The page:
Beyond learning linear mixtures of kernels, some works focus on learning nonlinear kernel combination such as involving product between kernels cortes2009learning []; bach2009exploring []; jawanpuria2015generalized []; meirom2016nuc [] or deep MKL strobl2013deep []; DBLP:journals/corr/abs-1709-10441 [] that embeds kernels into kernels. Among these works, the primal formulations may be nontrivial to write down explicitly. Instead some works preferred learning the decision functions directly based on Empirical Risk Minimization (ERM). For instance, in cortes2009learning []; strobl2013deep [] the nonlinear kernel mixtures are fed into the dual of an SVM to learn the parameters for both kernel mixtures and the classifiers. MKL, including multi-class MKL zien2007multiclass [] and multi-label MKL ji2009multi []; tang2009multiple [], can be further generalized to multi-task learning (MTMKL) jawanpuria2011multi []; gonen2011multitask []; murugesan2017multi []. However, these research topics are out of scope of this paper.

Motivation: From the dual perspective, solving kernel SVMs such as Eq. 3 involves a constrained quadratic programming (QP) problem for computing the Lagrangian variables that determine linear decision boundaries in RKHS. This is the key procedure that consumes most of the computation. Moreover, in the literature of LMKL it lacks of a principle for learning the gating functions rather than manually tuning the functions such as enforcing Gaussian distributions as prior. In addition the optimal decision functions may not be necessarily linear in RKHS for the sake of accuracy. Therefore, it is highly desirable to have principles for learning both gating and decision functions in LMKL.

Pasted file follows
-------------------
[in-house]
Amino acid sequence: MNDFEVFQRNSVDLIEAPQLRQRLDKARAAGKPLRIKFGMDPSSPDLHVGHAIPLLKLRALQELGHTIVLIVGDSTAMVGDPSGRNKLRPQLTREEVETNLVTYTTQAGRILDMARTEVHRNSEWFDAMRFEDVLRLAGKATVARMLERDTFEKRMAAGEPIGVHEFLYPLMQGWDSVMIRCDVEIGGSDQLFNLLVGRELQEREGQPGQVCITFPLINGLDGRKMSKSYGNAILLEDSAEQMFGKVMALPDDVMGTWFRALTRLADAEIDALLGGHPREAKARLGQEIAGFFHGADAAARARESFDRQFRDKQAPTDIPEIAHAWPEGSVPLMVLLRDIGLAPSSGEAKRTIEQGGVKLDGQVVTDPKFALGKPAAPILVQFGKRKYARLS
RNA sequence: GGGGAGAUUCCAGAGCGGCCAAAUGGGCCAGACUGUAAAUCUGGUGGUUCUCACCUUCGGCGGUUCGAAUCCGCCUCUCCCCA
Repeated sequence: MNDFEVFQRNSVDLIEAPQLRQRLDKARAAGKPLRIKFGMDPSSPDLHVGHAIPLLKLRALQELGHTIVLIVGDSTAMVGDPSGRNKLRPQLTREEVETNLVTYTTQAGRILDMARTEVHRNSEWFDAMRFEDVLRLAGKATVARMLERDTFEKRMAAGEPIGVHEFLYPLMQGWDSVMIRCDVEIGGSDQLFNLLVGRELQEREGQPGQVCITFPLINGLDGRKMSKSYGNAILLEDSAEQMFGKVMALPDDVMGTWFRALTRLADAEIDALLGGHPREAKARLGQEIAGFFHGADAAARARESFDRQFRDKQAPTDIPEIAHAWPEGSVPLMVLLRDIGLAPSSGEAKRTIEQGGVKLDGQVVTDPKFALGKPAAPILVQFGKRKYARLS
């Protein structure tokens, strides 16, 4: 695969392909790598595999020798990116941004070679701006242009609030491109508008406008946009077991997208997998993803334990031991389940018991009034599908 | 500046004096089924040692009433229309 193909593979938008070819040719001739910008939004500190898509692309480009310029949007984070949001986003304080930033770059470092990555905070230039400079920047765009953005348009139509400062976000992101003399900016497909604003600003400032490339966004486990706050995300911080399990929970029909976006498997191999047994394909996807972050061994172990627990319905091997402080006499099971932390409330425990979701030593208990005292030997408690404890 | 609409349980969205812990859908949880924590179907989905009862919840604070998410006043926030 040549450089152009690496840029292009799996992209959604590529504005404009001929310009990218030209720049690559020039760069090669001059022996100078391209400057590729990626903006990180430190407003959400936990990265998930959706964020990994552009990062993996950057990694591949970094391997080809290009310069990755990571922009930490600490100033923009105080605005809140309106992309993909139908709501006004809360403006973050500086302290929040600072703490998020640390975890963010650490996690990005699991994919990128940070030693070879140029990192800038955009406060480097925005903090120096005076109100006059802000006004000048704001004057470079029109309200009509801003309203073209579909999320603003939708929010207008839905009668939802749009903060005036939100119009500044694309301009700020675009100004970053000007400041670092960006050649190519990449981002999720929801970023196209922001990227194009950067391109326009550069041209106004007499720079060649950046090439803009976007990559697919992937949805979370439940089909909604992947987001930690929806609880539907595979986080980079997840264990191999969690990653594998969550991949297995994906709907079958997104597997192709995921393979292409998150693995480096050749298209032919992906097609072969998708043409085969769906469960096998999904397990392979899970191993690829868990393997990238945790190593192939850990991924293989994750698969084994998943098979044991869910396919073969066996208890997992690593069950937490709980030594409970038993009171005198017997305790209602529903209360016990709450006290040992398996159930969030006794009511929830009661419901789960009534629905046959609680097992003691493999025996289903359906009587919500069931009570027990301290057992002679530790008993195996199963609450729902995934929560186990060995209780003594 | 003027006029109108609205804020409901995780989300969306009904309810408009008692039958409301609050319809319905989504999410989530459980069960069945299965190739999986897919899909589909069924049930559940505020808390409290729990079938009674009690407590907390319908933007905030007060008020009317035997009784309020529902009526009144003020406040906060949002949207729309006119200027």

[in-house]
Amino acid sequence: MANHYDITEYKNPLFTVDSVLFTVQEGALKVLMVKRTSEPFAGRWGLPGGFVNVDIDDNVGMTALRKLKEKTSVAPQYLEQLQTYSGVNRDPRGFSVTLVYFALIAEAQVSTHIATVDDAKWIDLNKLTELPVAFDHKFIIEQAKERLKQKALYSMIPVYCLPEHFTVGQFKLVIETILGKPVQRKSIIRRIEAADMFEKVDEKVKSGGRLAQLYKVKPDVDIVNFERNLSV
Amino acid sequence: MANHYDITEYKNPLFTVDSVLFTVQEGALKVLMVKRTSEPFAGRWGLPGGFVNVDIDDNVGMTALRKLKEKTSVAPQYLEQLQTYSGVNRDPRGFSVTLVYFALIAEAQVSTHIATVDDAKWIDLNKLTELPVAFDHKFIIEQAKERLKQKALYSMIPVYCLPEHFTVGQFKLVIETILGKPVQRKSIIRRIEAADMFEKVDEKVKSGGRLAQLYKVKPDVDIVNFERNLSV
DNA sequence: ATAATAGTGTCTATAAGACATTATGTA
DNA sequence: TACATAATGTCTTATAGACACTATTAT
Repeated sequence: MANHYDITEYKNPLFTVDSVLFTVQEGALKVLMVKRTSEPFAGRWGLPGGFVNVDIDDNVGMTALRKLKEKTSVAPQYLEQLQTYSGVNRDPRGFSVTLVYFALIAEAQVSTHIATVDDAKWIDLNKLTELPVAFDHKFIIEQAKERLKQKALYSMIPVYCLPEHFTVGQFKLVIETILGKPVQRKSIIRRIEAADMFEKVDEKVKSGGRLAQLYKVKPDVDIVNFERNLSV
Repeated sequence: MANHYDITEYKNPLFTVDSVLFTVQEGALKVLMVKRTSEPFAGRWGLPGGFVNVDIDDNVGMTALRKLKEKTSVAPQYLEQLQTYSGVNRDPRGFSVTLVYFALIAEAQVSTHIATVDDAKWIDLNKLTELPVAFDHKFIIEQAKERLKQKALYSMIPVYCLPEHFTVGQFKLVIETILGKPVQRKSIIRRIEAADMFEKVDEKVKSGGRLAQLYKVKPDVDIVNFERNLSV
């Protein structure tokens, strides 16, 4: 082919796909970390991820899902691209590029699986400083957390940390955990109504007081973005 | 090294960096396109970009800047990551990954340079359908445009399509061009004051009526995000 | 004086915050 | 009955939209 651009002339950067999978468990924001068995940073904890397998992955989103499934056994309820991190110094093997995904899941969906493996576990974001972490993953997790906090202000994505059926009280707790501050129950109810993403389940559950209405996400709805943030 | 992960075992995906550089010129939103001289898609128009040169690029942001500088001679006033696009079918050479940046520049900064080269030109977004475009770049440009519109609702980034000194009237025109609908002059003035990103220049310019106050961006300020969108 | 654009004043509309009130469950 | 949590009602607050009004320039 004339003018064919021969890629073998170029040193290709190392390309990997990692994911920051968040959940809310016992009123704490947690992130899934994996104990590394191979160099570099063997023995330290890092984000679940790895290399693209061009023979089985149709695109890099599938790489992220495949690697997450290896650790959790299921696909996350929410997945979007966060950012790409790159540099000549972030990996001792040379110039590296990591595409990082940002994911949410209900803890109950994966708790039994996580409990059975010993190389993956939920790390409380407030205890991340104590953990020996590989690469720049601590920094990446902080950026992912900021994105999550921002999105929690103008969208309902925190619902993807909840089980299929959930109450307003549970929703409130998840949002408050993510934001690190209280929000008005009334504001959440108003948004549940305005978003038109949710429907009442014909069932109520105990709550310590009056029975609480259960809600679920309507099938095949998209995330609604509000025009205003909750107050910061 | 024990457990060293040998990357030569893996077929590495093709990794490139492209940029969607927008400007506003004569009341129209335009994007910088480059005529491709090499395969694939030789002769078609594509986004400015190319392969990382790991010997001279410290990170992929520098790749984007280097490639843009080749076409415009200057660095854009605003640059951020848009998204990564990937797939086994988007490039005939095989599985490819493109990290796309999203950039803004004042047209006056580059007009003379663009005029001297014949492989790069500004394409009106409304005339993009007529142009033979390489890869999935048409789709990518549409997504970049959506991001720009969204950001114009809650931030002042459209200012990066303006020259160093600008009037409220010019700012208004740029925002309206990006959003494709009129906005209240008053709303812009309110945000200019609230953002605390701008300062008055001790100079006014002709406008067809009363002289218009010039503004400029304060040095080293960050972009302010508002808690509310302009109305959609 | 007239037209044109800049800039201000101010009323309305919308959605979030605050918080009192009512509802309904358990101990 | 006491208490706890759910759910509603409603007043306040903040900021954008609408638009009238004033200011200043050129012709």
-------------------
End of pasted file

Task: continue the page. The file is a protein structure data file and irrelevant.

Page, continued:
Deep neural networks (DNNs) have been proven as a universal approximator for an arbitrary function mhaskar2016deep []. In fact recently researchers have started to apply DNNs as efficient solvers to some classic numerical problems such partial differential equations (PDEs) and backward stochastic differential equations (BSDEs) in high dimensional spaces weinan2017deep []; sirignano2017dgm []; long2017pde []. Conventionally solving these numerical problems with large amount of high dimensional data is very time-consuming. In contrast DNNs are able to efficiently output approximate solutions with sufficient precision.